U.S. Vice President Mike Pence is embarking on a 10-day, four-nation tour of the Asia-Pacific this weekend, arriving in South Korea after a failed missile launch by the North. His visit comes amid tensions over North Korea’s aggressive flaunting of its nuclear and missile program.
Pence will visit South Korea, Japan, Indonesia and Australia during his trip, meeting with leaders in the region, military troops and business groups. It will be Pence’s second foreign trip as vice president — he traveled to Germany and Belgium in February to meet with NATO and European Union officials.
Five things to know about President Donald Trump’s No. 2 at the start of his visit:
If Trump is known for his unpredictability and blunt talk, Pence projects a polite Midwestern humility and is more measured in his speeches, rarely going off-script. Pence’s first foreign trip to Europe included steady assurances that the U.S. would honor its commitment to NATO even after Trump said the military alliance was “obsolete.” The Republican has doggedly pursued an agreement in Congress to repeal and replace the so-called “Obamacare” health care law, but lawmakers have failed to cut a deal. The vice president was initially out of the loop when former National Security Adviser Michael Flynn’s contacts with Russia emerged at the start of the administration, even though Flynn had denied those conversations to Pence and others. Pence said he was “disappointed” in Flynn and supported Trump’s decision to fire him.
Pence is a former Indiana governor and congressman. He was a prominent conservative member of Congress during the presidencies of George W. Bush and Barack Obama, frequently championing anti-abortion causes and reducing federal spending. He opposed Bush’s White House on education and prescription drug plans, arguing that the administration had veered from its conservative principles. He unsuccessfully challenged future House Speaker John Boehner in a leadership election but joined the House Republicans’ leadership team two years later. Elected Indiana’s governor in 2012, Pence signed a controversial “religious freedom” bill in 2015 that critics said allowed businesses to discriminate against gays and lesbians by allowing them to cite religious beliefs as a reason for denying services. After a backlash from corporations, Pence softened the law following criticism that it was discriminatory.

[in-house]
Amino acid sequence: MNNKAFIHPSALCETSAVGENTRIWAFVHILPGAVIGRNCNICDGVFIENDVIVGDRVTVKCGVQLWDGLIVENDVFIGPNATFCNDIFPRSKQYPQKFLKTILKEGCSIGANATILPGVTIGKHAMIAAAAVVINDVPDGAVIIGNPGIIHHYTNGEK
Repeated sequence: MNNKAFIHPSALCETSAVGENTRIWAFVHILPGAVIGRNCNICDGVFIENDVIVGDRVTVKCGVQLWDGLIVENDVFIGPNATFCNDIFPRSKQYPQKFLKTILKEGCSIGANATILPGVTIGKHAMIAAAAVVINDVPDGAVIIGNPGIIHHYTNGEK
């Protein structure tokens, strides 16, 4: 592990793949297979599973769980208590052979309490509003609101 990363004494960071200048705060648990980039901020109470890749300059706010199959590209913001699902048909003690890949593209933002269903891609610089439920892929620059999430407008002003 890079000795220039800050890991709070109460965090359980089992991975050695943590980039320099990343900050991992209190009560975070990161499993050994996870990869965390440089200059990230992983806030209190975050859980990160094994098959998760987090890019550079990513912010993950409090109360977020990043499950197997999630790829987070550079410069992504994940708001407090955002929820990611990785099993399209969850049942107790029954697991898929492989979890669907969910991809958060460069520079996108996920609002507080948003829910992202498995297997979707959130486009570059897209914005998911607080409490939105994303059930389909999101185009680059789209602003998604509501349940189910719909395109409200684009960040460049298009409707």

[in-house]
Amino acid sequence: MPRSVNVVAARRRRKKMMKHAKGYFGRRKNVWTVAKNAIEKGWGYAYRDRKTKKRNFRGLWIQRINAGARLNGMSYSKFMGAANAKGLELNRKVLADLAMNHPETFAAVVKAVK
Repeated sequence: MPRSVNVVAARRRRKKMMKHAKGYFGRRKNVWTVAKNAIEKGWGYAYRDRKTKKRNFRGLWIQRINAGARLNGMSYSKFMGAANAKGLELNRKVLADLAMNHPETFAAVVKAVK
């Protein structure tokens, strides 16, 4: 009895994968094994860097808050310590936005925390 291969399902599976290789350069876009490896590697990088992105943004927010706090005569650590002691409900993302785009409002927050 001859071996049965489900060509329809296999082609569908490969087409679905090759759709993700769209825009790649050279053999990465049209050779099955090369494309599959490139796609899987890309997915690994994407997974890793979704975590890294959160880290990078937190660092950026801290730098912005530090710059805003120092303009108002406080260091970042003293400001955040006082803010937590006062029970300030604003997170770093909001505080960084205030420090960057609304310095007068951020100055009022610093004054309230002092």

FAITH AND FAMILY
Pence often describes himself as “a Christian, a conservative and a Republican, in that order.” Pence and his wife, Karen, a former elementary school teacher, have been married since 1985 and have three adult children. The couple’s son, Michael, is serving as an officer in the U.S. Marines, and their two daughters, Charlotte, a recent college graduate and filmmaker, and Audrey, a college senior, are traveling to Asia with their parents. Pence often speaks of his Christian faith and participated in Bible study groups in Congress. One of the first stops on his itinerary in South Korea will be attending Easter services with U.S. and South Korean troops and their families.
Pence’s late father, Edward, served in the U.S. Army during the Korean War and was awarded the Bronze Star on April 15, 1953 — 64 years to the day of Pence’s departure for Asia. The vice president displays in his office his father’s Bronze Star, commendation letter and a photograph of his father receiving his pin. Indiana has a significant Japanese manufacturing hub and Pence conducted two trade missions to Japan while serving as governor. Toyota, Subaru and Honda all have manufacturing plants in Indiana and Japanese companies employ tens of thousands of workers in the state. Honda’s plant in Greensburg, Indiana, is near Pence’s hometown of Columbus, Indiana, near Indianapolis. Pence will be making his first visits to South Korea, Indonesia and Australia.
TALK RADIO, ART THERAPY
Before serving in Congress, Pence was a conservative radio and television talk show host in Indiana during the 1990s. His shows were not known for a combative style that marked conservative talk radio during the era — Pence liked to call himself “Rush Limbaugh on decaf.” Karen Pence is a longtime advocate of art therapy, the use of art in mental health treatment and forms of rehabilitation, and will be attending art therapy events throughout the trip.